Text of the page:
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US House recognises 'Armenian genocide' in rebuke to Turkey

Bill marks the first time US Congress describes the killing of Armenians by Ottoman forces during World War I as a genocide
Armenian officials attend commemoration of 104th anniversary of the killings of Armenians by Ottoman forces in 1915, at Tsitsernakaberd memorial in country's capital, Yerevan, 24 April (AFP/File photo)

The US House of Representatives has overwhelmingly passed a resolution recognising the atrocities committed by the Ottoman Empire against Armenians in the First World War as a "genocide".

In a 405 to 11 vote on Tuesday, legislators passed a resolution titled "Affirming the United States record on the Armenian Genocide".

The bill marks the first time either chamber of Congress has described the killings of Armenians as a genocide.

"Today let us clearly state the facts on the floor of this House, to be etched to the congressional record: The barbarism committed against the Armenian people was a genocide," said Democratic House Speaker Nancy Pelosi ahead of the vote.

Turkey denounced the passage of the resolution calling it "devoid of any historical or legal basis".

"The resolution itself is also not legally binding. As a meaningless political step, its sole addressees are the Armenian lobby and anti-Turkey groups," the Turkish foreign ministry said in a statement late on Tuesday.

David Satterfield, the US ambassador to Turkey, was summoned on Wednesday to the Turkish foreign ministry following the vote, Anadolu news agency said.

Turkey says killings not organised

The resolution states that "the United States has a proud history of recognising and condemning the Armenian Genocide, the killing of 1.5 million Armenians by the Ottoman Empire from 1915 to 1923".

The country has also provided "relief to the survivors of the campaign of genocide against Armenians, Greeks, Assyrians, Chaldeans, Syriacs, Arameans, Maronites, and other Christians", the bill reads.

'Today let us clearly state the facts on the floor of this House, to be etched to the congressional record: The barbarism committed against the Armenian people was a genocide'

- Democratic House Speaker Nancy Pelosi

Similar measures have failed in the past - most recently in 2010 when then-President Barack Obama urged lawmakers to drop a resolution that would have recognised the killings as a genocide.

Successive US presidents have refrained from using the term "genocide" in reference to Ottoman massacres of Armenians to preserve Washington's alliance with Ankara.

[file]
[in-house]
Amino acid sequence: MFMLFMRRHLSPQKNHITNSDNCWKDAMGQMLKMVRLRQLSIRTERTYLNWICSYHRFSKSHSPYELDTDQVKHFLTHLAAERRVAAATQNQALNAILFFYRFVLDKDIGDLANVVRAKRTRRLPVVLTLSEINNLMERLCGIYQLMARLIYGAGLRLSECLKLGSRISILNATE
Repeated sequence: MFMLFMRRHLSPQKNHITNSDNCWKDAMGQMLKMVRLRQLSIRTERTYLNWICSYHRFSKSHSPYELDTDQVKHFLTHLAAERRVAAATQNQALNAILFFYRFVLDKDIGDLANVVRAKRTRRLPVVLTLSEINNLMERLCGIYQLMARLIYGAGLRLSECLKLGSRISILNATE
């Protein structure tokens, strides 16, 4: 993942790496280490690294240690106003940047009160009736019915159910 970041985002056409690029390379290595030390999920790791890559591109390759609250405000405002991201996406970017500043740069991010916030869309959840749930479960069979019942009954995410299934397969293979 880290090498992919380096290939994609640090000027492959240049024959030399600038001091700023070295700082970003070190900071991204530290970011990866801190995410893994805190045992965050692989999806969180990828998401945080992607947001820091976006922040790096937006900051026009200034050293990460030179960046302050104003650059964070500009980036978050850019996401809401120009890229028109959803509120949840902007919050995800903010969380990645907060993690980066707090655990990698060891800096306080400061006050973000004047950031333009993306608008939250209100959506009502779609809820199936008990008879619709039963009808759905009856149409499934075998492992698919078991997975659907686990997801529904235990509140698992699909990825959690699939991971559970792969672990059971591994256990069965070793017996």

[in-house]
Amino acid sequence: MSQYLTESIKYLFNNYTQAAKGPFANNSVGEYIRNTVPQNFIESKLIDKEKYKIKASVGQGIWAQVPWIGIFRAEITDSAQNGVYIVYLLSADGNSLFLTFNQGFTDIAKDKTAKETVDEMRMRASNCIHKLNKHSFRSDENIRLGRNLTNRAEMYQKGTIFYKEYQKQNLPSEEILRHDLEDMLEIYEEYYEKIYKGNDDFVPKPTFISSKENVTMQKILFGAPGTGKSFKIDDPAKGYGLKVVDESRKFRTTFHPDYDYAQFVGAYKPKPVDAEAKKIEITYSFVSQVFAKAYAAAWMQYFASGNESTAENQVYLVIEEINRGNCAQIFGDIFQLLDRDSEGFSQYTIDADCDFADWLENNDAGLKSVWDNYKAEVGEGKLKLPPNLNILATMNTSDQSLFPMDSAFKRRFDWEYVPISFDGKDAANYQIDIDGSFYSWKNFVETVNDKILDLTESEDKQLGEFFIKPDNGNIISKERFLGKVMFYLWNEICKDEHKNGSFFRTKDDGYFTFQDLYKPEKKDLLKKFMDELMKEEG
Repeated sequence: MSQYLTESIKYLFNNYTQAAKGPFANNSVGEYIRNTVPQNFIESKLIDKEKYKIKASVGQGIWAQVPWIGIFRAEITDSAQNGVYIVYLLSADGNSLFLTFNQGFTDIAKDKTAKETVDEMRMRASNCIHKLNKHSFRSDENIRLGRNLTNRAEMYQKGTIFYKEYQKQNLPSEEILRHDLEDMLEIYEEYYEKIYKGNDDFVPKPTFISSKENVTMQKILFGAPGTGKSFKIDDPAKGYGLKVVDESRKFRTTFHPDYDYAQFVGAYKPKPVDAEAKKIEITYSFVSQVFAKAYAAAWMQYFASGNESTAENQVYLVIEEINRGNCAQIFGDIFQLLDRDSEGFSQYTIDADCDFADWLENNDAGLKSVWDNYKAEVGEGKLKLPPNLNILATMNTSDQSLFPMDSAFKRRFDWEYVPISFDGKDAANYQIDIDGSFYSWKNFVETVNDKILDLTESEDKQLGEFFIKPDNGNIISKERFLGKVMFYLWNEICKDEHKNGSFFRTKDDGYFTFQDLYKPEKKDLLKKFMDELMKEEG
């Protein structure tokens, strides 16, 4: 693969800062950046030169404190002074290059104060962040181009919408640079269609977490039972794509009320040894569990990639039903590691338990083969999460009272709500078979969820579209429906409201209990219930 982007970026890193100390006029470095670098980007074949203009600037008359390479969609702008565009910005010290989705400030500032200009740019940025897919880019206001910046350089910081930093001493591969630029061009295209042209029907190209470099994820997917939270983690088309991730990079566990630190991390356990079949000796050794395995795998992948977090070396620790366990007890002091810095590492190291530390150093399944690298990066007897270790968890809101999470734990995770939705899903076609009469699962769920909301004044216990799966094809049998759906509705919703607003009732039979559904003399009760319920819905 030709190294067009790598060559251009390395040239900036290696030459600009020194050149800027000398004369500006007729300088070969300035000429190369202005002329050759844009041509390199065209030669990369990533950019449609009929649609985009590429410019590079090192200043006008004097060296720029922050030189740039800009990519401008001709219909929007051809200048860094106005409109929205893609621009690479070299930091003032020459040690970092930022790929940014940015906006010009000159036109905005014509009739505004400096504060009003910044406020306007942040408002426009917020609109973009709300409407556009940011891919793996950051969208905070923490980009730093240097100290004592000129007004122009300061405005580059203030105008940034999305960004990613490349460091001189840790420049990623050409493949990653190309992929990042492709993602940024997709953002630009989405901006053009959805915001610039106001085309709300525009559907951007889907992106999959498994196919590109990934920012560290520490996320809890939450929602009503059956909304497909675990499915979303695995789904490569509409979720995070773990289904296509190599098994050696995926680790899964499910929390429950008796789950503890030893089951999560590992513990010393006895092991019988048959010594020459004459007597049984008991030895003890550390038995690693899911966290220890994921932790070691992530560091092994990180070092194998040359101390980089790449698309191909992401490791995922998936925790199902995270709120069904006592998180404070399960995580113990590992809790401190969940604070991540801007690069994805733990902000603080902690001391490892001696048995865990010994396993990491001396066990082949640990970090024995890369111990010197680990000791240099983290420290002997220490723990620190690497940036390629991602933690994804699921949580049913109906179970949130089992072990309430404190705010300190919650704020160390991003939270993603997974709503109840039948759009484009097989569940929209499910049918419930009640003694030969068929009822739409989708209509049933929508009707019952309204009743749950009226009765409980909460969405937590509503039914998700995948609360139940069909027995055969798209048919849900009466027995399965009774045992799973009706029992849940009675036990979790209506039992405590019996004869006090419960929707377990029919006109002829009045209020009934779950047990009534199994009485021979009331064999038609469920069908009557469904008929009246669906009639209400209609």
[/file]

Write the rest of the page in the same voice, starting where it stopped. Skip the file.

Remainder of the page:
While Turkey acknowledges that Ottoman forces killed Armenians in battles during World War I, it rejects the number of victims often cited by historians.

Ankara says the killings were not part of an organised campaign and do not amount to genocide, and it has previously condemned countries that recognised the killings as a genocide.

The Turkish embassy in Washington did not respond to MEE's request for comment on Tuesday.

Anger over Syria

But as several US representatives spoke in favour of the historic bill, the focus often shifted to a more recent conflict: Turkey's incursion in northern Syria.

"Turkey's current action in northern Syria against our Kurdish allies is extremely concerning, and ... we cannot stand by and let egregious human rights violations happen," Republican Congressman Gus Bilirakis said on the House floor before the vote.

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Indeed, the resolution comes amid growing anger in the US against Turkey, which launched an assault against the US-backed, Kurdish-led Syrian Democratic Forces (SDF) earlier this month.

In fact, lawmakers followed the vote on the Armenian genocide on Tuesday by passing a bill that would impose sanctions in Turkey over the offensive in Syria.

The sanctions measure, which would include a visa ban on Turkey's defence minister if it becomes law, passed in a 403-16 vote.

In its statement on Tuesday, the Turkish foreign ministry suggested that the House measure on the Armenian genocide is aimed at Turkey's military offensive in Syria.

"Those who felt defeated for not being able to forestall Operation Peace Spring would be highly mistaken [if] they thought that they could take vengeance this way," it said.

The operation began after after Donald Trump withdrew American troops from northern Syria.

The pullout prompted a backlash against the White House, with Democratic and Republican lawmakers accusing the US president of betraying the country's Kurdish allies.

The Kurds played a major role in the fight against the Islamic State (IS) group in Syria.

The US brokered a ceasefire agreement on 17 October that led Trump to lift the economic sanctions that his administration imposed on Turkey over the offensive.

However, members of Congress have said they intend to continue to push for measures to punish the Turkish government for its incursion in northern Syria.

On Tuesday, Turkey said the passage of the sanctions proposal in the House violates the ceasefire agreement, which stipulated that Washington would lift sanctions on Ankara after the fighting stopped.